Next up in the news is more bad news for the health and wellness of the average American. The Organisation for Economic Co-operation and Development (OECD) is an organization that promotes policies that will improve the economic and social well-being of people around the world. It includes the membership of 34 countries including the United States.
World Industrialized Life Expectancy Report
The OECD recently released data on life expectancy of member nations. Back in the 1970’s the U.S. had the highest life expectancy in the world but that is no longer the case. Now the US ranks 26th out of 34 behind the country of Slovenia! Slovenia people! I can’t think of a better way to say how far we’ve fallen with our failed health care system than to see us ranked so low on the list.
I’ve talked in the past on news item about things that cause providers stress, well this causes me stress! Who are the top five leaders on the list of life expectancy in the world? Here they are: Switzerland, Japan, Italy, Spain, and Iceland. Our audience in Australia and New Zealand will be happy to know they are in the top ten, too. But here in the U.S. we are way down on the bottom of the list.
Two Years Makes a Difference
What’s the difference? Well, the U.S. life expectancy in the report is 80.1 years while the top five all get an extra 2 years on average with Switzerland topping the list at 82.8 years of life expectancy. So the next time someone tries to tell you that we have the best, most successful health care system in the world with the best care, tell them to move to Slovenia and check them out.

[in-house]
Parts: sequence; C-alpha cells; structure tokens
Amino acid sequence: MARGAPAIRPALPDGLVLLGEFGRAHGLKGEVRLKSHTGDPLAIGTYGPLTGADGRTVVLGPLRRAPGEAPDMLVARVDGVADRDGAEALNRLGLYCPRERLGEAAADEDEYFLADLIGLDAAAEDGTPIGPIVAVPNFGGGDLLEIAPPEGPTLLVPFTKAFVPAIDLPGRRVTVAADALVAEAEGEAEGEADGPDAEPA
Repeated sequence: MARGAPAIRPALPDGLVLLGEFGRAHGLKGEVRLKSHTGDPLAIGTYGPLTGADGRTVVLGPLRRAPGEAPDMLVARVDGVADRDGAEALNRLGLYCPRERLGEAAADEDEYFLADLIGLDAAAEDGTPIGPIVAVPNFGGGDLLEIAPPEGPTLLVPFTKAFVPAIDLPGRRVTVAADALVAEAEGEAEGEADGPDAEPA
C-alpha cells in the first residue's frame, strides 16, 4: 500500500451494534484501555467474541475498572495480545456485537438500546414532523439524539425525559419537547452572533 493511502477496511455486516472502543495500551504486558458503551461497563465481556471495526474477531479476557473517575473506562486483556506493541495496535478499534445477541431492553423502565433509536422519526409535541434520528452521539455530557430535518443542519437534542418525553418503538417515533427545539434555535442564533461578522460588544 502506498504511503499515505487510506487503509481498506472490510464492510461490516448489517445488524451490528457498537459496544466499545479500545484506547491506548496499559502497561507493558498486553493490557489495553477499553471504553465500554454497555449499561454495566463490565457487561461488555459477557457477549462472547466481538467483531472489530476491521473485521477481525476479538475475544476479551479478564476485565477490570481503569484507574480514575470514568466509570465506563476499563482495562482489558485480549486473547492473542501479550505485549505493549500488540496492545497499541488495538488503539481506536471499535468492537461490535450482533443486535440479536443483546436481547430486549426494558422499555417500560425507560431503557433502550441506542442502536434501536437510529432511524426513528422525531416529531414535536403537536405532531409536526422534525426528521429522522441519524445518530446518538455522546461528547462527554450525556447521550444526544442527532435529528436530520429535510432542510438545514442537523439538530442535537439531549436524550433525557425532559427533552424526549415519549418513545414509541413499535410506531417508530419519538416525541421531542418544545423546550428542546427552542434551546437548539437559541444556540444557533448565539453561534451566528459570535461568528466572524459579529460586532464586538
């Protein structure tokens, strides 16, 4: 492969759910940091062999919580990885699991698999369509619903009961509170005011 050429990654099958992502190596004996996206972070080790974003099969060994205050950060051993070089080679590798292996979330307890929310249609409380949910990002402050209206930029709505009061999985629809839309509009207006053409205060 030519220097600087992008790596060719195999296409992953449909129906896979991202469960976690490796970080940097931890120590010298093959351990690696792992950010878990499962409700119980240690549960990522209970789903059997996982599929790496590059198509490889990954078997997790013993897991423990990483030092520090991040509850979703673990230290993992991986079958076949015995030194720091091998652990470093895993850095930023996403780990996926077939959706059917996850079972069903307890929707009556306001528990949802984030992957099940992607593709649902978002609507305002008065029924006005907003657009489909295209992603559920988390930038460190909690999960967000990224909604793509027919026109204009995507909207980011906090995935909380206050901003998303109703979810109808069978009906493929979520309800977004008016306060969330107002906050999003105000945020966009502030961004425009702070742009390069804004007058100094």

Now the article this came from does point out that we are living longer than we did in 1970, about 8 years longer but we have not kept up with the life spans of our colleagues in the industrialized world. The OECD released a full 213 page report on the topic of health and wellness in the member countries.
Poor Return on High Healthcare Investment
It shows that the U.S. spends more on health care per person than any other country but is getting way less for the investment. We apparently focus on high tech medical treatments that don’t pay off as much as simpler, more tried and true health interventions focused on elsewhere. So, the next time someone tells you we have it great here in the U.S. maybe we should all move to Slovenia!
Follow-up on the link for this and other news items as well as all of the additional resource links in the show notes for this episode – Blood Transfusions for EMS and Episode 363.